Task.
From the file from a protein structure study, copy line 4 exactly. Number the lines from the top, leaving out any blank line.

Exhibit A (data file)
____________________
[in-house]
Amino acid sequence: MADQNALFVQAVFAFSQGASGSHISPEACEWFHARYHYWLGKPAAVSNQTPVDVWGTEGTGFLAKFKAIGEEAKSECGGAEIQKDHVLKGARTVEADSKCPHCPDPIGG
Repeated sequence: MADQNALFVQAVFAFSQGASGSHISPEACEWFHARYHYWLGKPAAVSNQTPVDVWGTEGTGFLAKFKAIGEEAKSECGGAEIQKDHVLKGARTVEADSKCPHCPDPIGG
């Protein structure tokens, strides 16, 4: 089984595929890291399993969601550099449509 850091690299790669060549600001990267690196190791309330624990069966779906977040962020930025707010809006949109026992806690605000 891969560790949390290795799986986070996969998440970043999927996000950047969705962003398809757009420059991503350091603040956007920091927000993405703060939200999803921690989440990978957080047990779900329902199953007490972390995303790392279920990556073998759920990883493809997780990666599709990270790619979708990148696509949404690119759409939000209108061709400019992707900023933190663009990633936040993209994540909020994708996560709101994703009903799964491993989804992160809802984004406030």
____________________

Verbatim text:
């Protein structure tokens, strides 16, 4: 089984595929890291399993969601550099449509 850091690299790669060549600001990267690196190791309330624990069966779906977040962020930025707010809006949109026992806690605000 891969560790949390290795799986986070996969998440970043999927996000950047969705962003398809757009420059991503350091603040956007920091927000993405703060939200999803921690989440990978957080047990779900329902199953007490972390995303790392279920990556073998759920990883493809997780990666599709990270790619979708990148696509949404690119759409939000209108061709400019992707900023933190663009990633936040993209994540909020994708996560709101994703009903799964491993989804992160809802984004406030």